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The Deregulator?

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Reason discusses the Trump presidency in terms of deregulation with Myron Ebell.

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Below the headline-generating clatter of travel bans, wiretap disputes, Russia revelations, and Obamacare reboots, a parallel story is emerging: Washington's regulatory reformers, largely sidelined for the past quarter-century, are infiltrating the halls of federal power and attempting to engineer the most ambitious executive-branch overhaul in at least three decades.

On the day of Trump's joint address, I paid a visit to the Competitive Enterprise Institute (CEI), a libertarian nonprofit focusing on regulatory issues, to speak with Myron Ebell, director of the institute's Center for Energy and Environment. Ebell had been the Trump transition team's point man at the EPA, a personnel selection witheringly characterized by former League of Conservation Voters official Daniel Weiss as "like picking Colonel Sanders to protect your chickens." So what can libertarians expect from the Trump administration? "I think," Ebell says, "he could be the most serious deregulatory president ever."

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It's true that Donald Trump has called for taking a machete to regulatory agencies' budgets, beginning with the EPA. It is also true that presidents don't pass budgets—legislatures do—and that it's been two decades since Congress managed to pass the 12 annual appropriations bills that the Congressional Budget Act of 1974 requires. At a time when lawmakers of both parties have become addicted to last-minute, gargantuan up-or-down spending bills that almost no one reads in full, the president is asking the most politically sensitive branch of government to approve the deepest funding and staffing cuts the EPA has ever seen, all while surviving an onslaught of headlines such as the San Francisco Chronicle's "Trump budget would make America dirty and sick again."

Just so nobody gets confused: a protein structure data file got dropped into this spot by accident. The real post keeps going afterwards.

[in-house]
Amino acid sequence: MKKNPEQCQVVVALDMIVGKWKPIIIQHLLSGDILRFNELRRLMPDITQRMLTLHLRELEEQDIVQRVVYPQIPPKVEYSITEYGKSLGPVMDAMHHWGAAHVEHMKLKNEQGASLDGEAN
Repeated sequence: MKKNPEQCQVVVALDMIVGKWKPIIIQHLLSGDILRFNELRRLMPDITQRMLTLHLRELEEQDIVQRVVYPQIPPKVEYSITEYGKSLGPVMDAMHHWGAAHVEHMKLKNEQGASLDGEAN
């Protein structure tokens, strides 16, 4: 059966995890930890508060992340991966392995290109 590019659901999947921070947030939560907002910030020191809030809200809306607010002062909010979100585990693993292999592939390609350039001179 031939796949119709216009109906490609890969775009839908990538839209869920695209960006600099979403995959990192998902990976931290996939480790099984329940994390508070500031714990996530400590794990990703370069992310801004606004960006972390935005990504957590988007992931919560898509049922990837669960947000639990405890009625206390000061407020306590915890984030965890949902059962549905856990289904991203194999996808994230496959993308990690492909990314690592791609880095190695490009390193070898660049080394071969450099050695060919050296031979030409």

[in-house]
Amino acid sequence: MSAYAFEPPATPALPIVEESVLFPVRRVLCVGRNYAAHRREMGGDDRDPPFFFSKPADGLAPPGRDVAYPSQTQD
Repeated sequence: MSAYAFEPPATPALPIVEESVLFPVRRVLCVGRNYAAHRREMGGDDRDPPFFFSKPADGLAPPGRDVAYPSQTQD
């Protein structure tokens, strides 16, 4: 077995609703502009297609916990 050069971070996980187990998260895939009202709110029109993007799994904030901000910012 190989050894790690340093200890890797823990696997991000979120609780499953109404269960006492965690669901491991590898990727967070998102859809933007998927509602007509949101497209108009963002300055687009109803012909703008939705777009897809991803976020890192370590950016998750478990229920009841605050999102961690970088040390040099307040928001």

"Now, is Congress going to go along with that?" CEI's Ebell asks of the cuts the president is requesting. "Well, no."

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Even the most bullish among advocates of limited government will readily acknowledge that this unorthodox presidency could quickly go south for libertarians. "My feeling about Trump on energy, environment, and climate issues is that if he keeps all of his promises, if he even keeps 80 percent of his promises, this will be the biggest change-direction we've ever had in the way of getting rid of the administrative state," says CEI's Ebell. "Now, if he keeps his promises on some other issues, like trade, you know, I'm scared to death."

Read the full article at Reason.